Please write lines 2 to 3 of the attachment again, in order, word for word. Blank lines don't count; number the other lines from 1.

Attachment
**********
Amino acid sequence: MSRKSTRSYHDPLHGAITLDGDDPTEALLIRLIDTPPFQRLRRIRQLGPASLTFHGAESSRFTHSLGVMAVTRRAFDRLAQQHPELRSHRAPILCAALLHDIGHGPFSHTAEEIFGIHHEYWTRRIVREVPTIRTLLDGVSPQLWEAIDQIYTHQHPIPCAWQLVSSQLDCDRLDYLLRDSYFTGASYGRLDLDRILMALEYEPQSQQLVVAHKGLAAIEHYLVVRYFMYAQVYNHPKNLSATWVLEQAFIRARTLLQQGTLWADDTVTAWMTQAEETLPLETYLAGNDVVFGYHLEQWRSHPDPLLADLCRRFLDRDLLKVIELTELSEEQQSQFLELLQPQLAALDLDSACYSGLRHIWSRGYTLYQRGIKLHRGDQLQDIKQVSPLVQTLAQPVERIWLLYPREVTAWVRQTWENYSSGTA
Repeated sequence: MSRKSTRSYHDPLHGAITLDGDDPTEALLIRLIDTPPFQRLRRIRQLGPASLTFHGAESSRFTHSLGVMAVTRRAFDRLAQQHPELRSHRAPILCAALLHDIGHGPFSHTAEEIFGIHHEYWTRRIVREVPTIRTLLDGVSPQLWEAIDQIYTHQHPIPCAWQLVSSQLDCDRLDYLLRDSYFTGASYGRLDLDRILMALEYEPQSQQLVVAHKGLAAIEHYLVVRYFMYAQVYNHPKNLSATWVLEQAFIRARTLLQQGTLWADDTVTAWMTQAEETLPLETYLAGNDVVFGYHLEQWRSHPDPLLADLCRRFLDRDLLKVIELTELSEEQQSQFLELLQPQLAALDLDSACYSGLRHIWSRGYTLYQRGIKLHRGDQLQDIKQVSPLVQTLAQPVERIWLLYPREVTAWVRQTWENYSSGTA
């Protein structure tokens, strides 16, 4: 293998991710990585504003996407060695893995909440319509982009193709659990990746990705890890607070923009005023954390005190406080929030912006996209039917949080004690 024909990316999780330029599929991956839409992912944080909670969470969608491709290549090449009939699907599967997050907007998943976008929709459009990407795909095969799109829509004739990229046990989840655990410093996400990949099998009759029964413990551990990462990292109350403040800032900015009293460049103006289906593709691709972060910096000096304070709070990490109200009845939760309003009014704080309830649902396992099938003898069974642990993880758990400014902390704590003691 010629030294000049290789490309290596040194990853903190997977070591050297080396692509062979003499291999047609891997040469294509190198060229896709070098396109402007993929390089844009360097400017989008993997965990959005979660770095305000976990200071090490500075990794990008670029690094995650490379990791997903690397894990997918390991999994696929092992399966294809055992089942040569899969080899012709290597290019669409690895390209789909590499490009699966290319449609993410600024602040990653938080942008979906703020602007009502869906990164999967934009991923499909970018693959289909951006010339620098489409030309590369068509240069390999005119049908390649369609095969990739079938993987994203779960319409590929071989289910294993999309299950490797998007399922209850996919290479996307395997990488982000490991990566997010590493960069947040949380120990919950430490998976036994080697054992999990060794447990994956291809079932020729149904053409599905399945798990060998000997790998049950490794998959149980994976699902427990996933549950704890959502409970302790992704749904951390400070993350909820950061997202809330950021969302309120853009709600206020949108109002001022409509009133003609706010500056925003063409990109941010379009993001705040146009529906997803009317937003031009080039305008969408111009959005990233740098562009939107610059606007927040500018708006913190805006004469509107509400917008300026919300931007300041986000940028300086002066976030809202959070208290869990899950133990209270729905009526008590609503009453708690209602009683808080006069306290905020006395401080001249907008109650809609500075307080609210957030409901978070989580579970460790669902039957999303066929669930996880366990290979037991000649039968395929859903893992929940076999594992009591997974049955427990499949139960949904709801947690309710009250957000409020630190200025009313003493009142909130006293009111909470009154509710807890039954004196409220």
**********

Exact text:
Repeated sequence: MSRKSTRSYHDPLHGAITLDGDDPTEALLIRLIDTPPFQRLRRIRQLGPASLTFHGAESSRFTHSLGVMAVTRRAFDRLAQQHPELRSHRAPILCAALLHDIGHGPFSHTAEEIFGIHHEYWTRRIVREVPTIRTLLDGVSPQLWEAIDQIYTHQHPIPCAWQLVSSQLDCDRLDYLLRDSYFTGASYGRLDLDRILMALEYEPQSQQLVVAHKGLAAIEHYLVVRYFMYAQVYNHPKNLSATWVLEQAFIRARTLLQQGTLWADDTVTAWMTQAEETLPLETYLAGNDVVFGYHLEQWRSHPDPLLADLCRRFLDRDLLKVIELTELSEEQQSQFLELLQPQLAALDLDSACYSGLRHIWSRGYTLYQRGIKLHRGDQLQDIKQVSPLVQTLAQPVERIWLLYPREVTAWVRQTWENYSSGTA
């Protein structure tokens, strides 16, 4: 293998991710990585504003996407060695893995909440319509982009193709659990990746990705890890607070923009005023954390005190406080929030912006996209039917949080004690 024909990316999780330029599929991956839409992912944080909670969470969608491709290549090449009939699907599967997050907007998943976008929709459009990407795909095969799109829509004739990229046990989840655990410093996400990949099998009759029964413990551990990462990292109350403040800032900015009293460049103006289906593709691709972060910096000096304070709070990490109200009845939760309003009014704080309830649902396992099938003898069974642990993880758990400014902390704590003691 010629030294000049290789490309290596040194990853903190997977070591050297080396692509062979003499291999047609891997040469294509190198060229896709070098396109402007993929390089844009360097400017989008993997965990959005979660770095305000976990200071090490500075990794990008670029690094995650490379990791997903690397894990997918390991999994696929092992399966294809055992089942040569899969080899012709290597290019669409690895390209789909590499490009699966290319449609993410600024602040990653938080942008979906703020602007009502869906990164999967934009991923499909970018693959289909951006010339620098489409030309590369068509240069390999005119049908390649369609095969990739079938993987994203779960319409590929071989289910294993999309299950490797998007399922209850996919290479996307395997990488982000490991990566997010590493960069947040949380120990919950430490998976036994080697054992999990060794447990994956291809079932020729149904053409599905399945798990060998000997790998049950490794998959149980994976699902427990996933549950704890959502409970302790992704749904951390400070993350909820950061997202809330950021969302309120853009709600206020949108109002001022409509009133003609706010500056925003063409990109941010379009993001705040146009529906997803009317937003031009080039305008969408111009959005990233740098562009939107610059606007927040500018708006913190805006004469509107509400917008300026919300931007300041986000940028300086002066976030809202959070208290869990899950133990209270729905009526008590609503009453708690209602009683808080006069306290905020006395401080001249907008109650809609500075307080609210957030409901978070989580579970460790669902039957999303066929669930996880366990290979037991000649039968395929859903893992929940076999594992009591997974049955427990499949139960949904709801947690309710009250957000409020630190200025009313003493009142909130006293009111909470009154509710807890039954004196409220």